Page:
This video from the USA says about itself:
12 April 2011
Malalai Joya, Afghan feminist (and youngest person ever elected to the Afghan parliament), speaks at the rally. Her status as a feminist/human rights activist and as an outspoken critic of the rampant corruption in the Afghan government (and its collusion with shady US interests) has gotten her suspended from Parliament and made her a target for death back home in Afghanistan–she lives underground there. She’s also been a fierce opponent and critic of Obama and his escalation of US war in Afghanistan since his inauguration, and ~coincidentally~, the US State Dept recently tried to refuse her entry into the US for a book/speaking tour until public outcry made them cave in.
Apologies in advance as the first half-minute or so of Joya’s comments are not recorded.
From the BBC:
Afghan troops ‘killed by US friendly fire‘ in Logar
18 minutes ago
They say two US helicopters attacked the checkpoint in broad daylight on Monday. Several troops were injured.
The army commander in the area told the BBC that the checkpoint was clearly flying an Afghan flag.
Logar is an unsettled area where much of the countryside is in the hands of the Taliban.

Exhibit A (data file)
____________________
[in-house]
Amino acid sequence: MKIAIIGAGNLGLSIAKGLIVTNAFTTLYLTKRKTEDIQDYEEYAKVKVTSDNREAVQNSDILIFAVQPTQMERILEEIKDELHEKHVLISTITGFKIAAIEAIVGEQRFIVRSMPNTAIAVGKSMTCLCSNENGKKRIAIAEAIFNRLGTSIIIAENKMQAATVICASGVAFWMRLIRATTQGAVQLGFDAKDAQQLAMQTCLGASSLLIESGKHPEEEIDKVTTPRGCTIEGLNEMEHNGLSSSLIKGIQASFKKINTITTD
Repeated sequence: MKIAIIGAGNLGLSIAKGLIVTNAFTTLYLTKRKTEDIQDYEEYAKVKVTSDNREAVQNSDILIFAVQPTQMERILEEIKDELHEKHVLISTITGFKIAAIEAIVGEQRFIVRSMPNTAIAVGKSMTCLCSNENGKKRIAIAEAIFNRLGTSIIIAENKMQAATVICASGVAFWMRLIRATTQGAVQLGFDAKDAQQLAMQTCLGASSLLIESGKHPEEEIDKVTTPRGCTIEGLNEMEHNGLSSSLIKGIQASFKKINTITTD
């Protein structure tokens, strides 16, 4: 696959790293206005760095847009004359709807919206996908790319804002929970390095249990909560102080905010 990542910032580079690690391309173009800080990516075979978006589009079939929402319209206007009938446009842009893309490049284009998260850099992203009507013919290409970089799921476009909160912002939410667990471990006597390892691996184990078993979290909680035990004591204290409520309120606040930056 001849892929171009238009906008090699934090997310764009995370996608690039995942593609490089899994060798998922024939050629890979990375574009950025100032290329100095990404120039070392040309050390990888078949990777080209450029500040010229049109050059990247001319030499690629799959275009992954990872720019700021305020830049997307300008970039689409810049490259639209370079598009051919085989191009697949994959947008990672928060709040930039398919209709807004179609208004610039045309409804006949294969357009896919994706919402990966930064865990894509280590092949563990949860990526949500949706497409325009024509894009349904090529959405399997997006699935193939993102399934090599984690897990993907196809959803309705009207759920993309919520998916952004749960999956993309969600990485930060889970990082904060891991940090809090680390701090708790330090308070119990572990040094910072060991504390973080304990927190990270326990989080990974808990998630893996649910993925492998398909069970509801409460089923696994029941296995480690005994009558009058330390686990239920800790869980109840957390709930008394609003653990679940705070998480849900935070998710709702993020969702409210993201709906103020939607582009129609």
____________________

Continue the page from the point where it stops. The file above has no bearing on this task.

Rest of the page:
There is much confusion over the morning incident in the Baraki Barak district, says the BBC’s David Loyn in Kabul.
Afghan reinforcements deployed to the area also came under fire, a defence ministry statement said.
A spokesman for international forces said they were aware of an incident involving US forces and were investigating.
Analysis: BBC’s David Loyn in Kabul
There are still more than 13,000 international troops in Afghanistan – about half of them American. And more have remained for longer than US President Barack Obama originally ordered, after he acceded to military requests to slow down the withdrawal.
Since the Nato combat mission was wound up at the end of 2014, their principal mission is to “train, advise and assist” Afghan forces.
Most of the advice is at ministerial level and the top ranks of the armed forces, improving logistics and co-ordination.
The only active international fighting units are assisting Afghan special forces, and that is the mission that the helicopters believed to have been involved in the attack on Logar would have been engaged in.
There are air strikes, mostly from unmanned drones, somewhere in the country, every day.
Statistics recently emerged showing that more than 100 bombs were dropped in June – more than twice as many as any other month since combat operations ended.
Civilian and military deaths in coalition air strikes have been a contentious issue in Afghanistan since the US-led invasion of the country in 2001. They have provoked anger from the government and from many Afghan people.
‘Friendly fire’ from US helicopters kills 10 Afghan soldiers in Logar: here.
Afghan officials say 14 soldiers killed in US air strike: here.